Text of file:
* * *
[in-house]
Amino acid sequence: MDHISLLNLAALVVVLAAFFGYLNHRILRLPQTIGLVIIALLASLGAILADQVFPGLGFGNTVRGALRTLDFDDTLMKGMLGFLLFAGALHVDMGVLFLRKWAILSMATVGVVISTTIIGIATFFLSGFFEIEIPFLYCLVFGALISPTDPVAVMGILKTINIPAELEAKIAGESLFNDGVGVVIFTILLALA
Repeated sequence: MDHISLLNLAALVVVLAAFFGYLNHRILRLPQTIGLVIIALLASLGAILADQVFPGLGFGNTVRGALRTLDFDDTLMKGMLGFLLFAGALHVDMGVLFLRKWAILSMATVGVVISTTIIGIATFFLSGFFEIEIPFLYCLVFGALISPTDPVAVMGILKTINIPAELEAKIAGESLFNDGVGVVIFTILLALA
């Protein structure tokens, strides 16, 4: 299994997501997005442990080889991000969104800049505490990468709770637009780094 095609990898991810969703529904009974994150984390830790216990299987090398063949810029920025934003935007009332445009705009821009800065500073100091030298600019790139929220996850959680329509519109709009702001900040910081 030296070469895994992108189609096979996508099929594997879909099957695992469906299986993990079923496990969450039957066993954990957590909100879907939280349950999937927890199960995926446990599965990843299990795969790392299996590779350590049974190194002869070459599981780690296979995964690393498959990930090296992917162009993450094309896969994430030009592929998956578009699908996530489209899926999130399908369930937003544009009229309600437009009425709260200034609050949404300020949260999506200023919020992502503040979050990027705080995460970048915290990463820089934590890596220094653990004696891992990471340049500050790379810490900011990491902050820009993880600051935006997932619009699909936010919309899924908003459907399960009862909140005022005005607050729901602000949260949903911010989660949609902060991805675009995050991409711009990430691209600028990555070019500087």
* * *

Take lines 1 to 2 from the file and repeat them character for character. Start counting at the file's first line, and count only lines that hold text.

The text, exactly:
[in-house]
Amino acid sequence: MDHISLLNLAALVVVLAAFFGYLNHRILRLPQTIGLVIIALLASLGAILADQVFPGLGFGNTVRGALRTLDFDDTLMKGMLGFLLFAGALHVDMGVLFLRKWAILSMATVGVVISTTIIGIATFFLSGFFEIEIPFLYCLVFGALISPTDPVAVMGILKTINIPAELEAKIAGESLFNDGVGVVIFTILLALA